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The Message
Evansville, Indiana
April 26, 1996     The Message
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April 26, 1996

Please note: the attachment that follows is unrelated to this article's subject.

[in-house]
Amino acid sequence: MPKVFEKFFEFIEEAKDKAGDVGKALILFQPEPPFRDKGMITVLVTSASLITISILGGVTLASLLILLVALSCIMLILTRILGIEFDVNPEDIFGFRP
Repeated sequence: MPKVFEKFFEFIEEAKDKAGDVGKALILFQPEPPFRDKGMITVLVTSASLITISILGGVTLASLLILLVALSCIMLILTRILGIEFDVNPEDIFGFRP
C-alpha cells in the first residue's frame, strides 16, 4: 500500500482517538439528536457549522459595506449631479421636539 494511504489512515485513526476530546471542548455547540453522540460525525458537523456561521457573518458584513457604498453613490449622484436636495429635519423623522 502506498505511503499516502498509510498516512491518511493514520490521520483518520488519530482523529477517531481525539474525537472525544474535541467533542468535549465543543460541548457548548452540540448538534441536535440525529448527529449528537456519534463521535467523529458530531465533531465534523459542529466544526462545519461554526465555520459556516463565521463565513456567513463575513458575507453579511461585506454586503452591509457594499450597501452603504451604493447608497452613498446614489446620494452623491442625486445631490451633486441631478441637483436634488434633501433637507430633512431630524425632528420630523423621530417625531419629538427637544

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The Message -- for Catholics of Southwestern Indiana Reality 00tore Eighth graders learn about making financial choices By MARY ANN HUGHES Message staff writer Last week, Maria Canada learned some adult lessons about budgeting, taxes, term life insurance and making fi- nancial choices -- thanks to a visit to the Reality Store. Maria, an eighth grader at Westside Catholic Consoli- dated School, Evansville, was one of 400 eighth graders who traveled to the Catholic Center last week to visit the Reality Store. The booths were staffed by students from Rivet, Wash- ington Catholic and Memorial high schools Maria began her visit to the Reality Store with these facts: she was a 28-year-old high school teacher and the mother of an eight-year-old daughter and a six-year-old son. Her an- nual income was $26,000. Her first stop was at the Uncle Sam booth, where taxes were removed, leaving her with $1,714 for monthly ex- penses. As students began complaining about their heavy tax load, WCCS teacher Sharon Ripplemeier reminded them that "you have to work until lunchtime everyday to pay your taxes." Raintree National Bank was Maria's second stop. There, she opened a. checking account, and was encouraged to think about starting a savings ac- count and a Christmas Club account. A college loan pay- ment was deducted. She headed over to the Stew- ard's Stop where one percent of her monthly income was de- ducted for charitable contribu- tions. At Happy Hollow Realty, she was able to decide between apartment living and purchas- ing a home. Options ranged from a large five-bedroom brick home to a small, frame three- bedroom home with a $200 monthly mortgage which she chose. At the Let Us Entertain You booth, she was shown a variety of entertainment packages. The most expensive one was $83.45, but Maria chose to rent a movie and order pizza for $14. The biggest line in the room was at Honest John's Cars. "Sheeesh! I'm too young for this," she complained as she waited. She had second thoughts about spending money for a car, but Donna Halverson, Re- ality Store coordinator and as- sociate director of schools, as- sured her that she would need transportation to get to work. After being informed about car payments, gas mileage, in- surance payments and license, she opted for a used two-door hatchback with 70,604 miles on it. "You're doing good so far," she was assured by Debbie Hayden, volunteer. "I'll just go around in one pair of clothes," Maria said, noting she was down to $995. She purchased car insurance next, and then headed to the life insurance booth, where she was asked to choose between whole life and term. "Are you confused?" asked Anne Grundman, a Rivet High School freshman, who was staffing the booth. "Yes," Maria answered. "At least I'm not the only one," replied Anne. Maria chose whole life, be- cause "I can put more money aside for what I would need." At the communications booth, she signed up for tele- phone services, regular cable and unlimited Internet access. Then she headed to the auto li- cense bureau and Raintree Gas and Electric. At the Green Grocer booth Laura Meng, a senior a Memo- rial, told Maria that she must decided between "low, medium and high bUdget"-items for food and cleaning ite doing really noted, adding, are al point." After clothing left. "I $300 a month doing p However, Medical and booth took' time VacationS, she any curt or ing instead for to an She fini $82.20, would keep gencies. Maria sa ence with taught h don't can still ma choices. Golden Jubilarians Leo and Alvina (Schnell) Knust will celebrate their fiftieth wedding anniversary with a Mass of Thanksgiving at 9:30 a.m. May 5 at Sacred Heart Church, Schnellville. Dinner will be served for invited guests at the St. Anthony Com- munity Center. Relatives and friends are invited to an Open House at the center from 2 to 4 p.m. The couple re- quests no gifts. They were marriedlay 7, 1946, at Sacred Heart Church by Father Sylvester Ziemer. They are the parents of seven children: Mary Winters, Edward Knust, John Knust and Annette Schuetter, all of Schnellville, Susie Larson of Crawfordsville, Martha McCaffry of New- burgh and Rosie Endres of Indianapolis. They have 14 grandchildren; one grandaughter is deceased. Mr. Knust is retired from Jasper Cabinent Co., and farming. Mrs. Knust retired from Pine Ridge Cafeteria. Main Street Pharmacy, 217 E. Main St.. Downtown Washington Phone: 254-5141 Ed. L. Lee Mortuary 101 North Meridian Street Washington, IN 254-3612  Peoples Trust Company SOUTH'MAIN STREET P.O. BOX 191 LINTON, INDIANA 47441 "Over 50 Semi Loads in Stock" 36" coy. #1 white from $41.95 sq.& up (13 colors slightly higher) #2 metal ....... $26.95 to $37.95 sq. #3 metal ....... $18.95 to $29.95 sq. 5V and 1-1/2"galv. In Stock OVERHEAD DOORS Over 300 in Stock 9 x 7 Insulated ................. $239.81 TRUSS RAFTERS Any size up to 10ff span POST BUILDING PKGS Any Size N Call for Free Quotes DAVIESS CO. METAL SALES Hwy. 50 E., Cannelburg. 4 mi. E. Montgomery 812-295-4229 LinCo Coffee Services Total Beverage Distributor Indiana-Illinois-Kentucky 46 Varities of Coffees and Teas HATEVER YOUR TASTE, WE CAN MATCH IT Washington 254-4409 Evansville 422-1833 SPEND AN WITH THE MOST PRO-LIFE IN AMERICA WHERE? WHAT? WHEN? Roberts Stadium, 1996 Vanderburgh Right to Life Raising Banquet April :30, 1996 0 is sold , 00aa00ess Ke]es !UNITED SO BANK MILV,,BEg OLD NATIONAL BNCOIgF WASHINGTON-SHOALS-LOOGOOTEE r Vanderburgh Co. Right 4847 E. Virginia St. Suite D Eve